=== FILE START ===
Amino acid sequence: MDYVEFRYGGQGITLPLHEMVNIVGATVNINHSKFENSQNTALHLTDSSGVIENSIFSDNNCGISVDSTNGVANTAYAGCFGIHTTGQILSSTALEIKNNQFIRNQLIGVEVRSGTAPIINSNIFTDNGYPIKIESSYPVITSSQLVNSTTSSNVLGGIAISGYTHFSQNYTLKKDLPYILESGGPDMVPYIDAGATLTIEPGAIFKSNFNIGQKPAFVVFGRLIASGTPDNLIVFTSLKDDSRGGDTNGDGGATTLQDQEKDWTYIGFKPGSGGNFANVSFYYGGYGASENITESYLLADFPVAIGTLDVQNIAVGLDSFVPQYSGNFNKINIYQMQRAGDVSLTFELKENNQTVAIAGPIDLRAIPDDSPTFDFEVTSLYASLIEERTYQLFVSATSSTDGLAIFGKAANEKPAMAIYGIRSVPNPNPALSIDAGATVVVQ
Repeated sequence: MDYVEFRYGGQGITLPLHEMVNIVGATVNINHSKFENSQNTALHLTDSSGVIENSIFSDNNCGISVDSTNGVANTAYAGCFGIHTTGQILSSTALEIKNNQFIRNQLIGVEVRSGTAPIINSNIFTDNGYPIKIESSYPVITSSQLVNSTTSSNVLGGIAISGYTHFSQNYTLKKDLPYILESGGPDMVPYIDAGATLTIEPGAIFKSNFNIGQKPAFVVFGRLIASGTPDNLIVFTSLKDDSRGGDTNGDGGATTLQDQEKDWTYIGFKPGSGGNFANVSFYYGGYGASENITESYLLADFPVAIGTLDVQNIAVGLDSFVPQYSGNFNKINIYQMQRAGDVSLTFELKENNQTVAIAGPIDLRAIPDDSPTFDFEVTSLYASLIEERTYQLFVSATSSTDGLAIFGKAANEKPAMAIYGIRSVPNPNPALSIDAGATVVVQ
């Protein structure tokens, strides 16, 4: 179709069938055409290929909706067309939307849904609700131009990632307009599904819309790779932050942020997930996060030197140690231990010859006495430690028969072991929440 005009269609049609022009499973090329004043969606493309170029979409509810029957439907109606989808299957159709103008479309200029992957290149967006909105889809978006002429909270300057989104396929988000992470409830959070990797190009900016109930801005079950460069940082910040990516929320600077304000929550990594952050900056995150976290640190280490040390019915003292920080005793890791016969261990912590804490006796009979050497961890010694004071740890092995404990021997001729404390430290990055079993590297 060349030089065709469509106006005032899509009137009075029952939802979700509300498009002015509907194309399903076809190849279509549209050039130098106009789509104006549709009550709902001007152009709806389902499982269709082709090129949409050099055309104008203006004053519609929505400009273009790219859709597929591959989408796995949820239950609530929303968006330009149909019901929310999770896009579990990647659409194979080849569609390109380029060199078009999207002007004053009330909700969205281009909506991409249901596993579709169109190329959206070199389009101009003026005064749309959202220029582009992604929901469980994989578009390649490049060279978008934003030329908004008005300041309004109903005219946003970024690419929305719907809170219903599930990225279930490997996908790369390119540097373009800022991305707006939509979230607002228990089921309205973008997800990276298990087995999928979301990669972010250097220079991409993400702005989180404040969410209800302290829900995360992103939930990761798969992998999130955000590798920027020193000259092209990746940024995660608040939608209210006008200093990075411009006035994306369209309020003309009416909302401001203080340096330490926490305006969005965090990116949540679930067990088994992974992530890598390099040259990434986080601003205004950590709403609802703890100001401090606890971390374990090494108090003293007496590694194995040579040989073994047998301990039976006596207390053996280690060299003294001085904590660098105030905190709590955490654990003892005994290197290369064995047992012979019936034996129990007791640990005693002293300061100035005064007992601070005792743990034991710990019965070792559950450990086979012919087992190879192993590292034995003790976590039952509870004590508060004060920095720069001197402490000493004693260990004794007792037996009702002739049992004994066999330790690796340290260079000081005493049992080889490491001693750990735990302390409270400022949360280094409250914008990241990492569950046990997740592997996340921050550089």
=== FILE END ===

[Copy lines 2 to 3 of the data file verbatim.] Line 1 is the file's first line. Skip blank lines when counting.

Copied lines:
Repeated sequence: MDYVEFRYGGQGITLPLHEMVNIVGATVNINHSKFENSQNTALHLTDSSGVIENSIFSDNNCGISVDSTNGVANTAYAGCFGIHTTGQILSSTALEIKNNQFIRNQLIGVEVRSGTAPIINSNIFTDNGYPIKIESSYPVITSSQLVNSTTSSNVLGGIAISGYTHFSQNYTLKKDLPYILESGGPDMVPYIDAGATLTIEPGAIFKSNFNIGQKPAFVVFGRLIASGTPDNLIVFTSLKDDSRGGDTNGDGGATTLQDQEKDWTYIGFKPGSGGNFANVSFYYGGYGASENITESYLLADFPVAIGTLDVQNIAVGLDSFVPQYSGNFNKINIYQMQRAGDVSLTFELKENNQTVAIAGPIDLRAIPDDSPTFDFEVTSLYASLIEERTYQLFVSATSSTDGLAIFGKAANEKPAMAIYGIRSVPNPNPALSIDAGATVVVQ
């Protein structure tokens, strides 16, 4: 179709069938055409290929909706067309939307849904609700131009990632307009599904819309790779932050942020997930996060030197140690231990010859006495430690028969072991929440 005009269609049609022009499973090329004043969606493309170029979409509810029957439907109606989808299957159709103008479309200029992957290149967006909105889809978006002429909270300057989104396929988000992470409830959070990797190009900016109930801005079950460069940082910040990516929320600077304000929550990594952050900056995150976290640190280490040390019915003292920080005793890791016969261990912590804490006796009979050497961890010694004071740890092995404990021997001729404390430290990055079993590297 060349030089065709469509106006005032899509009137009075029952939802979700509300498009002015509907194309399903076809190849279509549209050039130098106009789509104006549709009550709902001007152009709806389902499982269709082709090129949409050099055309104008203006004053519609929505400009273009790219859709597929591959989408796995949820239950609530929303968006330009149909019901929310999770896009579990990647659409194979080849569609390109380029060199078009999207002007004053009330909700969205281009909506991409249901596993579709169109190329959206070199389009101009003026005064749309959202220029582009992604929901469980994989578009390649490049060279978008934003030329908004008005300041309004109903005219946003970024690419929305719907809170219903599930990225279930490997996908790369390119540097373009800022991305707006939509979230607002228990089921309205973008997800990276298990087995999928979301990669972010250097220079991409993400702005989180404040969410209800302290829900995360992103939930990761798969992998999130955000590798920027020193000259092209990746940024995660608040939608209210006008200093990075411009006035994306369209309020003309009416909302401001203080340096330490926490305006969005965090990116949540679930067990088994992974992530890598390099040259990434986080601003205004950590709403609802703890100001401090606890971390374990090494108090003293007496590694194995040579040989073994047998301990039976006596207390053996280690060299003294001085904590660098105030905190709590955490654990003892005994290197290369064995047992012979019936034996129990007791640990005693002293300061100035005064007992601070005792743990034991710990019965070792559950450990086979012919087992190879192993590292034995003790976590039952509870004590508060004060920095720069001197402490000493004693260990004794007792037996009702002739049992004994066999330790690796340290260079000081005493049992080889490491001693750990735990302390409270400022949360280094409250914008990241990492569950046990997740592997996340921050550089």